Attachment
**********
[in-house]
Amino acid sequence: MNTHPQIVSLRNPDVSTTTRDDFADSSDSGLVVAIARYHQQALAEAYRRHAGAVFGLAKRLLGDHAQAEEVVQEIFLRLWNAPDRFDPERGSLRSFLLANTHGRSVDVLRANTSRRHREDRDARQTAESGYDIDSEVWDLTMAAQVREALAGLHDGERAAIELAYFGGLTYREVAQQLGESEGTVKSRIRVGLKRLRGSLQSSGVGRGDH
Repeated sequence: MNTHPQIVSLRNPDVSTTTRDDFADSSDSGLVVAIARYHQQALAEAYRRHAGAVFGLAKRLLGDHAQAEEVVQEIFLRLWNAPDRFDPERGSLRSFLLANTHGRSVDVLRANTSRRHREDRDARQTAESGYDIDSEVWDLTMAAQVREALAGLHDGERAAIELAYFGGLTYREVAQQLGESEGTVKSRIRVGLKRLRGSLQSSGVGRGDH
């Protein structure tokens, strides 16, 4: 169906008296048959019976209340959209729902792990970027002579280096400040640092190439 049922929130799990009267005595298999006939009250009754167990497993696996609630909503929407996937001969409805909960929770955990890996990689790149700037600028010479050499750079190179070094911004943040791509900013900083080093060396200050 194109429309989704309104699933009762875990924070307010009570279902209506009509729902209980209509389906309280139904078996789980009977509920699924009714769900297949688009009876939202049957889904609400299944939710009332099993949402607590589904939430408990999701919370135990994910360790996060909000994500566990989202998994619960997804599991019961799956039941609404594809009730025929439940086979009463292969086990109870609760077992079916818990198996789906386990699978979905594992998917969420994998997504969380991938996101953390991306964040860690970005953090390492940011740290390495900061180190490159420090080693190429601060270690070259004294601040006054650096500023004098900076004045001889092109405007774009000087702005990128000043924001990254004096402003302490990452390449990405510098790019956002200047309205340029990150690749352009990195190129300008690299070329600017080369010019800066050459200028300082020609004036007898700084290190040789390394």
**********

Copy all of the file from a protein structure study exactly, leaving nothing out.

[in-house]
Amino acid sequence: MNTHPQIVSLRNPDVSTTTRDDFADSSDSGLVVAIARYHQQALAEAYRRHAGAVFGLAKRLLGDHAQAEEVVQEIFLRLWNAPDRFDPERGSLRSFLLANTHGRSVDVLRANTSRRHREDRDARQTAESGYDIDSEVWDLTMAAQVREALAGLHDGERAAIELAYFGGLTYREVAQQLGESEGTVKSRIRVGLKRLRGSLQSSGVGRGDH
Repeated sequence: MNTHPQIVSLRNPDVSTTTRDDFADSSDSGLVVAIARYHQQALAEAYRRHAGAVFGLAKRLLGDHAQAEEVVQEIFLRLWNAPDRFDPERGSLRSFLLANTHGRSVDVLRANTSRRHREDRDARQTAESGYDIDSEVWDLTMAAQVREALAGLHDGERAAIELAYFGGLTYREVAQQLGESEGTVKSRIRVGLKRLRGSLQSSGVGRGDH
């Protein structure tokens, strides 16, 4: 169906008296048959019976209340959209729902792990970027002579280096400040640092190439 049922929130799990009267005595298999006939009250009754167990497993696996609630909503929407996937001969409805909960929770955990890996990689790149700037600028010479050499750079190179070094911004943040791509900013900083080093060396200050 194109429309989704309104699933009762875990924070307010009570279902209506009509729902209980209509389906309280139904078996789980009977509920699924009714769900297949688009009876939202049957889904609400299944939710009332099993949402607590589904939430408990999701919370135990994910360790996060909000994500566990989202998994619960997804599991019961799956039941609404594809009730025929439940086979009463292969086990109870609760077992079916818990198996789906386990699978979905594992998917969420994998997504969380991938996101953390991306964040860690970005953090390492940011740290390495900061180190490159420090080693190429601060270690070259004294601040006054650096500023004098900076004045001889092109405007774009000087702005990128000043924001990254004096402003302490990452390449990405510098790019956002200047309205340029990150690749352009990195190129300008690299070329600017080369010019800066050459200028300082020609004036007898700084290190040789390394």